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Sheriff makes a splash with manatee case

Ana Gloria Garcia Gutierrez became
a focus of law enforcement attention
after she was spotted in September riding a manatee at Fort De Soto Park.

Pinellas County Sheriff’s Office

Ana Gloria Garcia Gutierrez became a focus of law enforcement attention after she was spotted in September riding a manatee at Fort De Soto Park.

This was rather bumfuzzling. Had Wally Ballew joined the Pinellas County Sheriff's Office as the special agent in charge of making Barney Fife look like Eliot Ness?

At the risk of dating some of us, hapless radio reporter Wally Ballew was the creation of the old comedy team of Bob and Ray. In one sketch, Ballew is intently engaged in a befuddled, eye-glazing man-on-the-street interview with a cranberry farmer in the middle of Times Square while oblivious to the sounds of gunfire, sirens, screaming people and screeching tires in the background.

And now it appears Ballew has become the sheriff's office Marshal Matt Dillon of manatees, tracking down aquatic scofflaws like Ana Gloria Garcia Gutierrez. She was hauled off to the hoosegow because she experienced a complete brain infarction in September and mistook a sea cow for a Busch Gardens thrill ride.

Gutierrez, 53, was captured in a photograph climbing onto the back of a manatee near the Gulf Pier in Fort De Soto Park.

The image set off a firestorm of protest from animal lovers everywhere and caught the attention of law enforcement. Treating a manatee as if it was Secretariat is not only not smart;, it violates the Manatee Sanctuary Act.

But did this literal crime wave really rise to the level that it required sheriff's office gumshoes to arrive a few days ago at the Tyrone Square Sears to arrest and haul her off to the klink, where Gutierrez was booked on a misdemeanor warrant for second-degree manatee slip and slide?

It wasn't as if Gutierrez was on the run. Days after the photos of her doing a very bad Esther Williams impersonation had been plastered everywhere, she came forward and admitted she was the manatee jockey in question and claimed she wasn't aware hitching a ride on the critter was against the law.

She could have kept quiet and hoped no one would recognize her from the grainy photos taken of her on the beach. But she didn't. After doing something not very bright, Gutierrez did the right thing.

And for that, she was treated by the gendarmes as the Ma Barker of manatees.

Was this really necessary? Was her crime so egregious that it required deputies showing up at her maintenance job at Sears with an arrest warrant?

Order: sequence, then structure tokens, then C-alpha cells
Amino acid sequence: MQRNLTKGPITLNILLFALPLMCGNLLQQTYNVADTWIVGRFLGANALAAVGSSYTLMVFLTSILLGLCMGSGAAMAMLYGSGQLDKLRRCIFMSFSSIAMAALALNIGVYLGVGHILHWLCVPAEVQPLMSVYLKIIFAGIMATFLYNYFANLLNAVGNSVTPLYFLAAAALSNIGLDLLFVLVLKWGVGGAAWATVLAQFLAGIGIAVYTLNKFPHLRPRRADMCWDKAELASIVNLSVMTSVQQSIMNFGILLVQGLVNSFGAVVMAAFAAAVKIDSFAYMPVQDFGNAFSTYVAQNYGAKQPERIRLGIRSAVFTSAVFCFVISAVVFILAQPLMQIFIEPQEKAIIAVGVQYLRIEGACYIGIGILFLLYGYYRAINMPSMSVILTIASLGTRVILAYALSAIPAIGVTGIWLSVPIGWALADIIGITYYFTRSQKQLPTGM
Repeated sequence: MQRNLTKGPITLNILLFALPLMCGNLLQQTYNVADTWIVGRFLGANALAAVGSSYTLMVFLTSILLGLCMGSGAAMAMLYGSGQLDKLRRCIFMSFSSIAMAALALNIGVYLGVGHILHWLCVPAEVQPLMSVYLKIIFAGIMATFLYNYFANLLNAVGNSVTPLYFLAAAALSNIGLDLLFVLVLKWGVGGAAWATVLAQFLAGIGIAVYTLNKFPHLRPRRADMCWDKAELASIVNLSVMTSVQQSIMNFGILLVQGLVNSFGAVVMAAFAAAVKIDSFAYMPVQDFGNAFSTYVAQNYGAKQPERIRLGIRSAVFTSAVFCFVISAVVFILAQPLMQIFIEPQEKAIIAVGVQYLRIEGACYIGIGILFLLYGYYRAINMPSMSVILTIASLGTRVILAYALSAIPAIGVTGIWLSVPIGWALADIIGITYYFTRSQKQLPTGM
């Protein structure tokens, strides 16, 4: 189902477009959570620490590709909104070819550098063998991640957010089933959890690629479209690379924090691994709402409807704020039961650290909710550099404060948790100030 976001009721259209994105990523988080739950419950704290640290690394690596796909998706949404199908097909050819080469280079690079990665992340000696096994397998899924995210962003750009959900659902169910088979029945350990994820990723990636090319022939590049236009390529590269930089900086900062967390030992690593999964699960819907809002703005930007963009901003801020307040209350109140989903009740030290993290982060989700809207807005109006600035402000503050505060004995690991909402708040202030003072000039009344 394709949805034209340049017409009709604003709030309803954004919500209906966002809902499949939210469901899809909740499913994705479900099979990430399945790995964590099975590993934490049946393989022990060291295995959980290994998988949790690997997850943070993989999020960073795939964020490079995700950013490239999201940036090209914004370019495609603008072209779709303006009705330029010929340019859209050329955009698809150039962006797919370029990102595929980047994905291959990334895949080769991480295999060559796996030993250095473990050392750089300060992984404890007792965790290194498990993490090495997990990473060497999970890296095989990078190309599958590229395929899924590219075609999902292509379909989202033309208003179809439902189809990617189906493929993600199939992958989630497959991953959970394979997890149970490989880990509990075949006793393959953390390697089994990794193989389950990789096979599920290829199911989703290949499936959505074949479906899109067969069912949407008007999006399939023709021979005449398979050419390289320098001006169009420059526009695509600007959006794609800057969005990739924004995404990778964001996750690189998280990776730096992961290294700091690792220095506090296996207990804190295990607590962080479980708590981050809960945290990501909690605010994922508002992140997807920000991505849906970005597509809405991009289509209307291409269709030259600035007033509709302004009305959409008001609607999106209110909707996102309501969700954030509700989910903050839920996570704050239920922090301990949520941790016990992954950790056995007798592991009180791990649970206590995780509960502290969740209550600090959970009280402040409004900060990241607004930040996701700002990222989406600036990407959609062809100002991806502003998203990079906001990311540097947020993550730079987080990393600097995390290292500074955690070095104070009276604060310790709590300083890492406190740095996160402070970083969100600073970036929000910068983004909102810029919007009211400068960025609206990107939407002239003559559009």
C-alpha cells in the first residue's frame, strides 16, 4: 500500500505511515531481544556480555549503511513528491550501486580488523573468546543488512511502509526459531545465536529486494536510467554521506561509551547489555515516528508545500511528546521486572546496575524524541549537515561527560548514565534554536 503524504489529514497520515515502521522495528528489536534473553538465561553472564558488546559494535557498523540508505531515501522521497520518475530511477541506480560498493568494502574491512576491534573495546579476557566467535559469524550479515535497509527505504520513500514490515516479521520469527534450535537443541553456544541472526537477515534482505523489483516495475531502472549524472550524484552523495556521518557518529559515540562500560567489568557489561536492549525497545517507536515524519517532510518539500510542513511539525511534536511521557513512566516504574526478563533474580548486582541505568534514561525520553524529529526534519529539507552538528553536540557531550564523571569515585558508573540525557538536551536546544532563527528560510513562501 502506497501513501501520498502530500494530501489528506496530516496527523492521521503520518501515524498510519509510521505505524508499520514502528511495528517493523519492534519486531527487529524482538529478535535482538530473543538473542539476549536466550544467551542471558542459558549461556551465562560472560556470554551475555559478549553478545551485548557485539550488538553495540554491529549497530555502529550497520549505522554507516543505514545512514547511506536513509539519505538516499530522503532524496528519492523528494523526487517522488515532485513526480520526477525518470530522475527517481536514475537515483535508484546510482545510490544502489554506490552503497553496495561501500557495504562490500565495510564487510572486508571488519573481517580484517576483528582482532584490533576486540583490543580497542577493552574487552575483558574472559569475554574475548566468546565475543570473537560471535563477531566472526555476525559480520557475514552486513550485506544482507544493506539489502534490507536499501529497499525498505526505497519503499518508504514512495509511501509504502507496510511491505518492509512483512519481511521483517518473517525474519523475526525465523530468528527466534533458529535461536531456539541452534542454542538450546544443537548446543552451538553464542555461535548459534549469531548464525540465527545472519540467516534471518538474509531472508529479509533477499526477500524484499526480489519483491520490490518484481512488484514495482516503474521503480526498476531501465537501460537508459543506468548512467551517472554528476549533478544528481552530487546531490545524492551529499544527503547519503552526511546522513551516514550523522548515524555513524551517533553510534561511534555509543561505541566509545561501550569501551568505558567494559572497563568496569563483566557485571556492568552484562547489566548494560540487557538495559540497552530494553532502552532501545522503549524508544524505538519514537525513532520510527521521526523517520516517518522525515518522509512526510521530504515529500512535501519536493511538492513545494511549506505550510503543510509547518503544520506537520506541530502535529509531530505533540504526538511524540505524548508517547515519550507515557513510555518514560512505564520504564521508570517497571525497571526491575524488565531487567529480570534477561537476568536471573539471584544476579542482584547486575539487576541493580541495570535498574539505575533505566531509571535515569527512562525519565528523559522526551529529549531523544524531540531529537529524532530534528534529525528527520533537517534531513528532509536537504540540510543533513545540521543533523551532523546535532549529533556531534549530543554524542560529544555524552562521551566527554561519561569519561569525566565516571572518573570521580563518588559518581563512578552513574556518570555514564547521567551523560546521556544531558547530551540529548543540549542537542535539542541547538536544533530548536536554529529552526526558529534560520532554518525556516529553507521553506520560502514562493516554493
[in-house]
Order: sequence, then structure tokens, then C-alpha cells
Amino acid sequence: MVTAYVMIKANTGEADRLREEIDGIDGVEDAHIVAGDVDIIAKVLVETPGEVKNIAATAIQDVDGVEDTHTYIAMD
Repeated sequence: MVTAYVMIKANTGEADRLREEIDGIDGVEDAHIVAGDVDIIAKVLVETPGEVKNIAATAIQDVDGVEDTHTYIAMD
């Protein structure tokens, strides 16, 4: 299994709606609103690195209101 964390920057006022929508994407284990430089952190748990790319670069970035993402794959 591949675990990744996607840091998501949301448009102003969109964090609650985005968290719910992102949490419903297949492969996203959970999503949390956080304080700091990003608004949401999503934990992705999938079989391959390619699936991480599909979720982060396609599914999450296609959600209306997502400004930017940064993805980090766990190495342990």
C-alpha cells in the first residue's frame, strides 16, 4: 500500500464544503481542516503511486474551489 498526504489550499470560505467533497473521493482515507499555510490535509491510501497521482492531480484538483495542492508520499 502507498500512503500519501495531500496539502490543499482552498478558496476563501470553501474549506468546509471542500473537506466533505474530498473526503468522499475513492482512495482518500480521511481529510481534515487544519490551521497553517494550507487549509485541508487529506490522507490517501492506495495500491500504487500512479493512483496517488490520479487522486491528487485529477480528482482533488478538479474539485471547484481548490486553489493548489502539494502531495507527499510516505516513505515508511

Hadn't Gutierrez already been subjected to plenty of public ridicule and scorn for her misdeed?

Does anyone honestly believe if someone had simply notified Gutierrez and told her she was being charged with violating the Manatee Sanctuary Act, she wouldn't have voluntarily showed up at the jail to be processed?

Pinellas County Sheriff Bob Gualtieri said Thursday that had Gutierrez's bond been set at $1,000 or less, that is exactly what would have happened.

Instead, the $1,500 bond triggered the computer generated warrant for her arrest.

Does anyone think Gutierrez would have gone on the lam, rather than face the consequences of her actions, especially since she had already admitted to authorities she was the one they wanted?

It's not as if the sheriff's office doesn't have other things to do in the crime-fighting business, like going after drug dealers, thieves and rapists.

For one momentary mistake, Gutierrez has been shamed and vilified and arrested while being subjected to having her mug shot taken, fingerprints processed and held in custody until she could post the $1,500 bond. And we haven't even gotten around to her legal fees yet.

It's certainly true that ignorance of the law is no defense. If found guilty (duh!) of playing yippee-ki-yay with a manatee, Gutierrez faces a possible $500 fine or up to 60 days in the slammer.

Go ahead, accuse me of being soft on crime. But hasn't Gutierrez already been punished enough?

There is no evidence the manatee Gutierrez hopped on suffered any ill effects. And who could deny after all the attention that Gutierrez has learned her lesson?

If there is any justice, a judge will impose some kind of fine and withhold adjudication, thereby allowing Gutierrez to avoid being burdened with a criminal record.

And then sheriff's office can get back to arresting brigands who deserve to be arrested rather than manatee molls.

Sheriff makes a splash with manatee case 11/29/12 Sheriff makes a splash with manatee case 11/29/12 [Last modified: Thursday, November 29, 2012 4:18pm]

© 2014 Tampa Bay Times